North Dakota wants to reduce the number of inmates in the state prison and provide treatment for those with drug problems and behavioral issues. It’s the smart thing to do, but it won’t be easy and it will take time.
There are growing pains involved and that was apparent in a story last Sunday by reporter Caroline Grueskin. Sheriffs across the state voiced concern about a number of bills passed by the Legislature intended to reduce the number of prison inmates. Legislators, state officials and others are worried by research showing the state prison population could grow by 36 percent and $130 million by 2022. Among the goals of the new legislation is to avoid sending people to prison for lesser offenses and to provide them with treatment so they don’t reoffend.
Among the new laws is a provision to reduce the penalty for first-time drug possession from a Class C felony to a Class A misdemeanor and reduce mandatory minimums for drug charges. The new laws also ask state and local correctional facilities to prioritize who gets locked up. If the penitentiary is full, the Department of Corrections and Rehabilitation can make inmates wait in county jail until there is room. Regional judicial districts are required to come up with plans to manage their inmate populations and stay within budgets.
Many sheriffs see this as the state passing the buck back to them. They are being given the responsibility of housing the inmates and providing treatment for them, especially if it’s court ordered. Some rural areas lack treatment facilities and professionals needed to provide the care. Jail space is increasing in the state, with capacity expected to grow from 1,765 to 2,633 beds. The prison system housed 1,791 people at the end of 2016. It’s not the intention of the Legislature to fill the jails, instead they want to rehabilitate as many offenders as possible.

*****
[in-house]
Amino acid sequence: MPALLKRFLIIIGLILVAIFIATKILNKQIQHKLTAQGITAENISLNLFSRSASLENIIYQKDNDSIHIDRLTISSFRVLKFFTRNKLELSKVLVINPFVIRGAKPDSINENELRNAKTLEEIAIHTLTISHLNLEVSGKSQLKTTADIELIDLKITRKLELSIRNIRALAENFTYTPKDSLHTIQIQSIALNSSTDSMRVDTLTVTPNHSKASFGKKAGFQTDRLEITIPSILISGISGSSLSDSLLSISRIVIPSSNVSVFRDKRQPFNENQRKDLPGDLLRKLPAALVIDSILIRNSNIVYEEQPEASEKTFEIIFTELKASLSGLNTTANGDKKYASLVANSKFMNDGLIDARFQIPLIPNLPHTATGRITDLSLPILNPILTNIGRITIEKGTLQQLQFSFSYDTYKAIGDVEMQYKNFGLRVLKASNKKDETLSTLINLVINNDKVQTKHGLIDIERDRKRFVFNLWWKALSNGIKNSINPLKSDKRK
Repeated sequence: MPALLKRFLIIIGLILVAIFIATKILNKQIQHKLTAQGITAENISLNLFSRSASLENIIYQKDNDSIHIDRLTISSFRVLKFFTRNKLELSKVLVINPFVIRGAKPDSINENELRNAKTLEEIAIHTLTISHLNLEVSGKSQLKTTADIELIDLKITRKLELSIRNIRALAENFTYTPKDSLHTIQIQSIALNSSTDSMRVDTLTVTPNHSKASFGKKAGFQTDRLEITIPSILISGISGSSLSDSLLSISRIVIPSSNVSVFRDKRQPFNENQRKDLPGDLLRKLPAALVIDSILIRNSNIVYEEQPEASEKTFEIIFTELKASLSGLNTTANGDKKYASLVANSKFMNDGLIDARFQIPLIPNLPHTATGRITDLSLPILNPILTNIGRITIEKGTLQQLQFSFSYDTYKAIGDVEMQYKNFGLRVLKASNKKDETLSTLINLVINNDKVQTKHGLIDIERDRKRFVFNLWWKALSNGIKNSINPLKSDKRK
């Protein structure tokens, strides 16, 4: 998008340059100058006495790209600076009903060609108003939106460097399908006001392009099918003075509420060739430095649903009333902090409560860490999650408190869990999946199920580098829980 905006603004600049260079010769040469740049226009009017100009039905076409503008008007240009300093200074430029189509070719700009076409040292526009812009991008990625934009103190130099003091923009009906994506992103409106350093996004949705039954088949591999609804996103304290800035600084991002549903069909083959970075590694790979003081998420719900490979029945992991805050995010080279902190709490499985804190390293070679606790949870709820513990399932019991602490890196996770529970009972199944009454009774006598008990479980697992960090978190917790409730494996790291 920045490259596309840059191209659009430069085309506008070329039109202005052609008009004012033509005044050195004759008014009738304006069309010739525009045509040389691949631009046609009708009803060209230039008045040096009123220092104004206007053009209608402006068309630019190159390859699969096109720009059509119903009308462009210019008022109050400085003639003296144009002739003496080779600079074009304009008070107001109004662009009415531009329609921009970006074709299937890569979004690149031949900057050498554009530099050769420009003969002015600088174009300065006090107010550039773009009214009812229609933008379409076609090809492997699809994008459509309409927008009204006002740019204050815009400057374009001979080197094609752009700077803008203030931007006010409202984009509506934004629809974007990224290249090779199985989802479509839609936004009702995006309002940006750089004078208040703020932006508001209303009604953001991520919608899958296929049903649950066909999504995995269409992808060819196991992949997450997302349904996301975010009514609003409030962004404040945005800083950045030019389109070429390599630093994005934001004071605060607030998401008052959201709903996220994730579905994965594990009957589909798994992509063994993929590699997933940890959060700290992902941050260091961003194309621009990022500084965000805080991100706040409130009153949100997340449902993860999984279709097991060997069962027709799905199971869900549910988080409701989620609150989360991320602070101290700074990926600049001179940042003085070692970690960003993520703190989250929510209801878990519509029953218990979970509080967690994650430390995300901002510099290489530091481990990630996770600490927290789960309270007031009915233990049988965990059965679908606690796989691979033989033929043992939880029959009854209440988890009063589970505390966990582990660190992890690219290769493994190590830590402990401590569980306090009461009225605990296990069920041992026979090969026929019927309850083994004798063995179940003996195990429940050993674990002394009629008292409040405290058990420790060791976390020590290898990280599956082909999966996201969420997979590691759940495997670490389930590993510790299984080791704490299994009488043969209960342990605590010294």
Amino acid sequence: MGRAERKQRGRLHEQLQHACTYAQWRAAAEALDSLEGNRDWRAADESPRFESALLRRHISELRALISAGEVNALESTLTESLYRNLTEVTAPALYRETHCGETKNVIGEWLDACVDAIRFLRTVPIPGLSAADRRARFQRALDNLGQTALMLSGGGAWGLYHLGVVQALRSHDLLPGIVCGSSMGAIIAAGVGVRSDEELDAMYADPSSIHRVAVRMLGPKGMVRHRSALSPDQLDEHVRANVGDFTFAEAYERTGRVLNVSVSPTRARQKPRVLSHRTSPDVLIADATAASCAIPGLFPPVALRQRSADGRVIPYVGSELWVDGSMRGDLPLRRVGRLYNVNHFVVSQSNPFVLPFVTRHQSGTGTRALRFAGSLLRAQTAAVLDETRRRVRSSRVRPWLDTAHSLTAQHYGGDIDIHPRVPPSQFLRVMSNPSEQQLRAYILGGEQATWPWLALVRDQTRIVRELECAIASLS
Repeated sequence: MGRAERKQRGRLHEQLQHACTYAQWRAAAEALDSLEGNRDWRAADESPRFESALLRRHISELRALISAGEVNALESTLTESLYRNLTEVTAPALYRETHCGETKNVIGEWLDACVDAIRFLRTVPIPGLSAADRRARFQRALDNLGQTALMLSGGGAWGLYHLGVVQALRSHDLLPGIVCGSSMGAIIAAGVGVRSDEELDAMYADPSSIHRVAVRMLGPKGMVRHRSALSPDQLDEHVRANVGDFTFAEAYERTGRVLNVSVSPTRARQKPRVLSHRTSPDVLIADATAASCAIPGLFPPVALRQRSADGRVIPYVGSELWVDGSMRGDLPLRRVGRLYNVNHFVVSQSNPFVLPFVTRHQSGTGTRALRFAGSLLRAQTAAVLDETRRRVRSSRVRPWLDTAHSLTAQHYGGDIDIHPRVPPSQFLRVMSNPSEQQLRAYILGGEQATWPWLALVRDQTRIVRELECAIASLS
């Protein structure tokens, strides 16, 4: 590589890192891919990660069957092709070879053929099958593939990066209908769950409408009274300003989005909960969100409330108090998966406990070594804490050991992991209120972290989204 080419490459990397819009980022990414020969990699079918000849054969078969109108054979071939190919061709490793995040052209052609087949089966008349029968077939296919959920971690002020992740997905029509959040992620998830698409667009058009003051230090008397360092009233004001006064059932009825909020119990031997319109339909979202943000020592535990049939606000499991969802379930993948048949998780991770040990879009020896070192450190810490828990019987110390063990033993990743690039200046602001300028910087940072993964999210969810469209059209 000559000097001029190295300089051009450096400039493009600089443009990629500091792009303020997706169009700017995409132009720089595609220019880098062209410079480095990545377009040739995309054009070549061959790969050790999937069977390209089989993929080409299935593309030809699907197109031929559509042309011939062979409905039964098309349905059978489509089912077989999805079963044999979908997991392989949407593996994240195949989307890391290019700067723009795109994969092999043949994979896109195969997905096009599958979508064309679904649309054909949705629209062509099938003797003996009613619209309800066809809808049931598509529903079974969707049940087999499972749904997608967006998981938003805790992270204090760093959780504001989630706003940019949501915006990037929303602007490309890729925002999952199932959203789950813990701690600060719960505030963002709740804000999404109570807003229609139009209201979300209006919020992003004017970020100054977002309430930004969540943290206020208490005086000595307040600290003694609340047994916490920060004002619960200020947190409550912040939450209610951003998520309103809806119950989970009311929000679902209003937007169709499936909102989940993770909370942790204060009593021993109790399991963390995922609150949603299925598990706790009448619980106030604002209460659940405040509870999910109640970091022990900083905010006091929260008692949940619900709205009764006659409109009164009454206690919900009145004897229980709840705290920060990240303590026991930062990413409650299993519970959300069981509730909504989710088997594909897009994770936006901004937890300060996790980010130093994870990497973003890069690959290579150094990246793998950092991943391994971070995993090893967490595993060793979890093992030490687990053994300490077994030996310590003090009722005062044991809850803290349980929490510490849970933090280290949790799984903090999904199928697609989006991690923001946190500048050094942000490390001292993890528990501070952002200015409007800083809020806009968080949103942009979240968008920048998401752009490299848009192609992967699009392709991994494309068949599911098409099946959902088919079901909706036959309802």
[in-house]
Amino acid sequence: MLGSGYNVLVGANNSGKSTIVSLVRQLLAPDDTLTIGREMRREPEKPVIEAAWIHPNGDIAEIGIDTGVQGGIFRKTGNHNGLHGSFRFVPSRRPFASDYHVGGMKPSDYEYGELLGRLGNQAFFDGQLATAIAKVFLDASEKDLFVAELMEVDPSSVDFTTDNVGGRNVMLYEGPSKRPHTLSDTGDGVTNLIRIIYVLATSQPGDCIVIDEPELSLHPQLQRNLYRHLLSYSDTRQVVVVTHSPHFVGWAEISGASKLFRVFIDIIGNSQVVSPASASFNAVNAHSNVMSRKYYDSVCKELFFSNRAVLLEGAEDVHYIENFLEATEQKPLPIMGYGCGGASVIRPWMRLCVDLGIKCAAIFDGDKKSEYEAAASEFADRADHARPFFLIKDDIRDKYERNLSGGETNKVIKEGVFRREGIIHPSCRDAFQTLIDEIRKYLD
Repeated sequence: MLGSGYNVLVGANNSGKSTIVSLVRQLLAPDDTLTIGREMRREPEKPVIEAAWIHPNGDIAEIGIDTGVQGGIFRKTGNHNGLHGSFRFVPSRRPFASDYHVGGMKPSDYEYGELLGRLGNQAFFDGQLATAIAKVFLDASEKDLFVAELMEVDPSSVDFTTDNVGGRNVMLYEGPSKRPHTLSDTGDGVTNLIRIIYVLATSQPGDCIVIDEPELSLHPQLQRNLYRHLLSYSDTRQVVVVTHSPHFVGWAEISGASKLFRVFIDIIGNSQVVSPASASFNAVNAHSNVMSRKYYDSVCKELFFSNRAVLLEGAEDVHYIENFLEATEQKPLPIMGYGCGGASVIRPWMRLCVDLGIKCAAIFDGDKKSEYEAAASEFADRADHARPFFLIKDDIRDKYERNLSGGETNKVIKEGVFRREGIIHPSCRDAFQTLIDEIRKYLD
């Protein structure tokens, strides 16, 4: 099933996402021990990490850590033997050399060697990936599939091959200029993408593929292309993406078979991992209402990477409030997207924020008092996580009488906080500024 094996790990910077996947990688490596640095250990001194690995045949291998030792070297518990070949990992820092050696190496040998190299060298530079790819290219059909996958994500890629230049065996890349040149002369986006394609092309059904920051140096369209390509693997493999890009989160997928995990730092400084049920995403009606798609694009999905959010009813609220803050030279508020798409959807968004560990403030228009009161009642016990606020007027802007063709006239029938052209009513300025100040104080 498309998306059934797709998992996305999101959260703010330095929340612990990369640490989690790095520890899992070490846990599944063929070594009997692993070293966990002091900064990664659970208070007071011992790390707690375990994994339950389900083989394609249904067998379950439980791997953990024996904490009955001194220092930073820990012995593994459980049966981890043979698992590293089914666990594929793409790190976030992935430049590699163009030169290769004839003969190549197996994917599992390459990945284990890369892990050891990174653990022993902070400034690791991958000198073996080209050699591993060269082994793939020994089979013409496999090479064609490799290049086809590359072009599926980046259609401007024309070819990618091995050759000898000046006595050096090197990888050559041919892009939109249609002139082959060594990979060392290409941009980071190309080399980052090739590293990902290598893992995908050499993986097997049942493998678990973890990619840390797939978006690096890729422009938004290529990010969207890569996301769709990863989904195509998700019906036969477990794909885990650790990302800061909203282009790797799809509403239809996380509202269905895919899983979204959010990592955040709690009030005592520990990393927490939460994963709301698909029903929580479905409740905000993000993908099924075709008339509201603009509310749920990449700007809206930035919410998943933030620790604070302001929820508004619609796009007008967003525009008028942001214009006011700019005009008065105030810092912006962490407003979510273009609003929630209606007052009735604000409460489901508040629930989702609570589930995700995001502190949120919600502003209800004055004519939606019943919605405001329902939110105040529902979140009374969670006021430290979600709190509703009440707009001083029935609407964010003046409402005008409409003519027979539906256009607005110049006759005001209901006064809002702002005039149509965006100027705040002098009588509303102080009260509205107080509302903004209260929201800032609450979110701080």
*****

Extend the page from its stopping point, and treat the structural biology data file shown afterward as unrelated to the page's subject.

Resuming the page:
One way the Legislature and state hope to accomplish this is through Senate Bill 2015. The measure allocated $7 million for the Justice Reinvestment Initiative. The focus of the initiative is to reduce repeat offenses, cut incarceration rates and help with housing and employment. The program is being launched in in Dickinson, Fargo, Devils Lake and Bismarck and involves the state Department of Corrections and Rehabilitation, the Department of Human Services, and probation and parole officers.
If successful, the initiative could help resolve some of the issues troubling sheriffs.
The sheriffs want to be part of the solution but they are worried about available resources. Burleigh and Morton counties have built a joint detention center and the new facility offers them some opportunities lacking in the past.
Burleigh County Sheriff Pat Heinert says those opportunities include work release, re-entry counseling and increased chaplain and Alcoholics Anonymous groups. The counties won’t have to haul prisoners to other jails due to overcrowding, providing the prisoners with more stability.
As Heinert told the Tribune earlier, “We just can’t open the doors any longer and let them walk out.” Instead, all correctional facilities, whether county or state, need to provide the groundwork for prisoners to have a second chance.
As noted earlier there will be growing pains involved in these changes. There will be successes and failures and we shouldn’t let the failures deter us. The alternative of building more jails and prisons and locking up more people shouldn’t be an acceptable choice. The best answer is for everyone to work together to solve the problem.